Recent molecular characterization of cloned protein genes draws attention to alternative splicing as a source of structural and functional diversity. The amino acid sequences of most GPCRs are encoded by intronless single-copy genes (regarding the coding region). However, a number of GPCR genes show an exon/intron assembly of their coding regions, as described for rhodopsin, some amine and peptide receptors, and GPCRs with a large extracellular domain (glycoprotein hormone receptors, many Family 2 GPCRs). The existence of introns in GPCR genes provides the potential for additional diversity by virtue of alternative splicing events which may generate distinct receptor isoforms. For example, pharmacological and molecular biological studies have resulted in the cloning of cDNAs encoding four EP prostanoid receptors. The cloning of these receptors has revealed further heterogeneity due to alternative mRNA splicing. Specifically, eight human EP3 receptor isoforms have been identified which differ only in their C termini (Pierce and Regan 1998). It should be noted that a tissue-specific occurrence of distinct splice variants has been described, for example, for the PACAP receptor (Chatterjee etal. 1996) and the corticotropin releasing factor (CRF) receptor (Ardati et al. 1999).
The genomic intron/exon structure and even the number of subtypes of a given GPCR are not necessarily conserved among species. Extensive studies on opsin genes have shown that introns in the coding region can appear and disappear during evolution. For example, human rhodopsin is encoded by four exons, but in some fish species the coding region for rhodopsin is intronless (Venkatesh et al. 1999). At least in principle, this implicates species-specific differences in the isoform pattern generated by alternative splicing events.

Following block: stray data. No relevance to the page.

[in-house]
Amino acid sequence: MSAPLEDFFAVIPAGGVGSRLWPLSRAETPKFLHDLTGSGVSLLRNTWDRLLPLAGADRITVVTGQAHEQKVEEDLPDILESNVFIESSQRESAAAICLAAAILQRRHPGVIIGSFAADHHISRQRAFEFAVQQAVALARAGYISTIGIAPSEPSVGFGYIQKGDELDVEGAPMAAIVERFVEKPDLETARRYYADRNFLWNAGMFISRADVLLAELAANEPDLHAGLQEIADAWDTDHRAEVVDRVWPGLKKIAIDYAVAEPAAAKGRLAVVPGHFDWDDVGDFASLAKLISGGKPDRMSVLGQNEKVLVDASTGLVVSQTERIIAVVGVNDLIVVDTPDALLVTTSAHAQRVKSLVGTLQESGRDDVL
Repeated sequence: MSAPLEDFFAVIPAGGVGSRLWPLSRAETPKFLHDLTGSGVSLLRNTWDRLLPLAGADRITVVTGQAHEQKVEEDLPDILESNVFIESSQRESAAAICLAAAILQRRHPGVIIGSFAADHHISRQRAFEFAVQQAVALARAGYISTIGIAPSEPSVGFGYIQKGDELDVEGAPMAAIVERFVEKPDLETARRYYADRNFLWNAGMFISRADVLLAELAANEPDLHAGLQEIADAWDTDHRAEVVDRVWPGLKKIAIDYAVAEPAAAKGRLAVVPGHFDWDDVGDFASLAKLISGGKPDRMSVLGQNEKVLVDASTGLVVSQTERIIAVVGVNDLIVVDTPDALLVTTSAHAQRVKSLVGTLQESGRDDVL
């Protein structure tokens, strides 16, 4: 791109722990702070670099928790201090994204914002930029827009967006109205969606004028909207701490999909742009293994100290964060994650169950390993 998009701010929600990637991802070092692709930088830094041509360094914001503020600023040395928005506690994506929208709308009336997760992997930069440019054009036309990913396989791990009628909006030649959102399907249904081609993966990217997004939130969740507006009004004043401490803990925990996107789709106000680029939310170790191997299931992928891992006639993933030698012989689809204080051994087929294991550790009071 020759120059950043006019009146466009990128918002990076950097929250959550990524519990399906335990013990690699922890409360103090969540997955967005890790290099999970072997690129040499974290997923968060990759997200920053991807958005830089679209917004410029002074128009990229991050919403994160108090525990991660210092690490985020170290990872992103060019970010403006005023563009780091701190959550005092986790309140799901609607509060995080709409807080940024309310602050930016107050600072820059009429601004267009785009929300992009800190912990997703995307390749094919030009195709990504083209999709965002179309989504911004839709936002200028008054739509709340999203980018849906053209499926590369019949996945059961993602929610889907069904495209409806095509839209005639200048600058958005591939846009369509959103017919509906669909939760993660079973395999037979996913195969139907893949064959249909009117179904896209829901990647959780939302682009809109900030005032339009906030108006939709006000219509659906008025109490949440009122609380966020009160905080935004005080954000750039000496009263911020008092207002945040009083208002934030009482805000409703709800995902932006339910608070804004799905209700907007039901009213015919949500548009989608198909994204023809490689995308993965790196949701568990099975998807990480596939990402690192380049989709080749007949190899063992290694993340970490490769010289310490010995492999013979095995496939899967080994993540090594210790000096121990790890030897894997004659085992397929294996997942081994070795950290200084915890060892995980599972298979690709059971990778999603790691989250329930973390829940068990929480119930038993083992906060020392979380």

Two functional types of GPCR splice variants can be distinguished. First, usage of an alternative splice site can generate a functional receptor as demonstrated for a large number of GPCRs such as the mGluR1 (Prezeau et al. 1996) and the D2 dopamine receptor (Seeman et al. 2000). In most cases, the divergence between receptor isoforms is limited to the C-terminal tail, a region involved in internalization, down-regulation and interactions with other proteins. As shown for the prostanoid EP3 and 5-HT4 receptor isoforms, alternative splice products can vary in their basal activity when expressed in vitro. The extent of constitutive activity was found to be reversally correlated with the length of the C-terminal portion of the splice variants (Jin et al. 1997; Claeysen et al. 1999). Second, an improper splicing event can produce a non-functional receptor protein that may display dominant negative effects on the wild-type receptor. It has been demonstrated that the expression of a truncated isoform of the gonadotropin-releasing hormone (GnRH) receptor can decrease the signalling efficacy of the full-length receptor by reducing its cell surface expression levels (Grosse et al. 1997). This dominant negative effect was highly specific for the GnRH receptor and was probably due to heterocomplex formation between the two proteins. One may speculate that co-expression of truncated receptor isoforms may modulate the gon-adotropes' responsiveness to GnRH and thus contribute to the fine tuning of gonadotropin release in vivo. Similarly, the ability of an EP1 receptor isoform to inhibit signalling by EP1 as well as EP4 receptors can be explained by complex formation between these different receptors (Okuda-Ashitaka et al. 1996). Impaired insertion of the wild-type receptor into the plasma membrane is a common mechanism underlying the dominant negative effects of co-expressed mutant or truncated receptors. It was demonstrated that a naturally occurring allele coding for a truncated CCR5 chemokine receptor which functions as a co-receptor for infection by primary M-tropic HIV-1 strains exerts a dominant negative effect on the viral env protein-mediated cell fusion (Samson et al. 1996). It was later shown that the truncated receptor complexes with the wild-type CCR5 and that this interaction retains CCR5 in the endoplasmic recticulum (ER) resulting in reduced cell surface expression (Benkirane et al. 1997). In addition, defective intracellular transport due to the formation of misfolded complexes between wild-type and mutant rhodopsin in the ER is held responsible for the dominant effect of one mutant allele in case of retinal degeneration in Drosophila (Colley et al. 1995). It should be noted that dominant negative effects of mutant GPCRs on wild-type receptor function can also be caused by other mechanisms such as titrating G proteins away from the wild-type receptor (Leavitt et al. 1999). Thus, expression of truncated or modified receptor proteins may highlight a novel principle of specific modulation of GPCR function.
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